Access all areas: How to create an accessible, welcoming eating environment for all
- Ellen Renton
- 7 June 2019
Our Eating and Drinking Guide reviewer Ellen Renton discusses the importance of disability access and the small, crucial steps every eatery can take to get it right
Every year, The List's reviewers visit around a thousand cafés, bars and restaurants across Edinburgh and Glasgow for our Eating & Drinking Guide. Checking disability access is just one of the areas they look at, but it's a critical issue for many.
Accessibility is complex, and often the conversations we need to have about it are sidestepped for fear of saying the wrong thing. We generally associate 'access' with the wheelchair symbol: in the restaurant world that might mean adding a wheelchair ramp or accessible toilet. But, according to Disability Sport, fewer than 8% of people with a disability use a wheelchair – and often even basic physical access needs aren't met. It's clear we need to rethink our cultural approach towards accessibility.
Getting access right isn't just about doing the right thing. With over 13 million disabled people living in the UK, failure to accommodate their access needs means alienating a huge potential market, as well as contributing to the exclusion of people with disabilities in our communities. As a partially sighted person, it's increasingly difficult for me to find fully accessible cafés and restaurants. Trends like mismatched furniture, cluttered layouts and overhead chalkboard menus have a real impact on my experience. Of course, layout and design are crucial elements to consider when trying to create the perfect atmosphere, but the apparent prioritisation of aesthetic over customers' comfort risks making people with disabilities like mine feel awkward and unwelcome.
Many places are getting things right though, and positive changes are afoot. May saw the opening of Sensoriale – a Kirkcaldy café specifically designed to provide an accessible sensory experience for every customer. As manager Melanie Lingwood explains, 'Sensoriale's mission is to be fully inclusive, and by fully inclusive we really do mean all disabilities. Our staff, who are all on the autistic spectrum, are learning sign language, and we're bringing in Braille menus. We want to raise awareness about disability generally.' Financed by crowd-funding, it's early days for the venue who admit they need to be welcomed by both disabled and non-disabled customers to make ends meet. But their approach is refreshing and a real example of what can be achieved.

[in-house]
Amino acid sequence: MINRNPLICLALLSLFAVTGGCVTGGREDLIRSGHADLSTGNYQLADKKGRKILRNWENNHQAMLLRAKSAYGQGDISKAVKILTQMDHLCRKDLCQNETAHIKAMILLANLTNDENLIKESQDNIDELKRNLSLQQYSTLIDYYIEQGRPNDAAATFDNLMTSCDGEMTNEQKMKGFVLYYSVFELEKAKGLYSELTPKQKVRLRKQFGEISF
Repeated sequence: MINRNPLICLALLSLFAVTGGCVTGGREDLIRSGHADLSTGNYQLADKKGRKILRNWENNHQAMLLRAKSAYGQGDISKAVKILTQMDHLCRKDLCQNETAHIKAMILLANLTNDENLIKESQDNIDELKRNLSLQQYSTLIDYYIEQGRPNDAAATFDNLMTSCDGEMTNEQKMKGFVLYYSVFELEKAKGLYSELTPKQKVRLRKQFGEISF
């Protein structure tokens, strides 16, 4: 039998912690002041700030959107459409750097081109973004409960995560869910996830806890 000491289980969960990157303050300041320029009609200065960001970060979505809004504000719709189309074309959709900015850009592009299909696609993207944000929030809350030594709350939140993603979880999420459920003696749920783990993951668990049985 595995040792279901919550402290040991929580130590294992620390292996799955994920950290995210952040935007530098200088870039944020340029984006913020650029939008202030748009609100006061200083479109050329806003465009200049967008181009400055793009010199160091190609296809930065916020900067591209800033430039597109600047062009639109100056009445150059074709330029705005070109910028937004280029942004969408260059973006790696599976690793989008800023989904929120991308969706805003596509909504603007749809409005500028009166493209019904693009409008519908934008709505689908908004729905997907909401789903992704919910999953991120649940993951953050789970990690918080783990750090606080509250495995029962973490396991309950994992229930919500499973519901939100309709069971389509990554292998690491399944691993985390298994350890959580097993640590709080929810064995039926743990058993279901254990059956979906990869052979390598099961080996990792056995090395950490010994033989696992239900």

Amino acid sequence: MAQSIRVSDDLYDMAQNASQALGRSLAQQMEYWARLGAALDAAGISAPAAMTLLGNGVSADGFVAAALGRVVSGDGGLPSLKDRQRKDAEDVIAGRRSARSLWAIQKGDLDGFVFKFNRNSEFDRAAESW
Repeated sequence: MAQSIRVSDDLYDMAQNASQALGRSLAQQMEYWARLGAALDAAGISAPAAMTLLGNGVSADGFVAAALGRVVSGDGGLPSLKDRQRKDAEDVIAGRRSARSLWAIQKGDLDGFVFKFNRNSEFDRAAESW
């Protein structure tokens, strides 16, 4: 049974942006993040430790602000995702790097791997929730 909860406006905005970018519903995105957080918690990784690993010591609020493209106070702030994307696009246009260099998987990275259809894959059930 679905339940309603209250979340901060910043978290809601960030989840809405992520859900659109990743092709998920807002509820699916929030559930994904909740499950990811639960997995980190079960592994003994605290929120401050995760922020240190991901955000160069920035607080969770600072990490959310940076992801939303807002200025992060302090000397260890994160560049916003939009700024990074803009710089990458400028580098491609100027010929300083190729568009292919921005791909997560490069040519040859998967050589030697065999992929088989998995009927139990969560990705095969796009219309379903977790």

While not every venue can purpose-build or make structural adaptations, details like cushion choice, remote-controlled lighting and providing sectioned plates are easily adopted. Edinburgh café Di Giorgio is one example of an operator trying hard to make small changes. Their proximity to The Yard, a play space for young people with disabilities, has made the café popular with members of the disabled community, and knowledgeable staff do what they can to provide assistance. For example, they balance their commitment to the environment with their commitment to customers by keeping back a small supply of plastic straws for those who can't drink without them (alternatives to plastic don't work for everyone).
These small details often make a huge difference, in particular signalling a welcoming attitude to customers with disabilities. No one wants to feel like a nuisance when they go out to eat. I don't want to bring a café to a standstill while a helpful member of staff reads me the entire menu from an illegible chalkboard on the other side of the room. I just want to enjoy my coffee and cake like everyone else.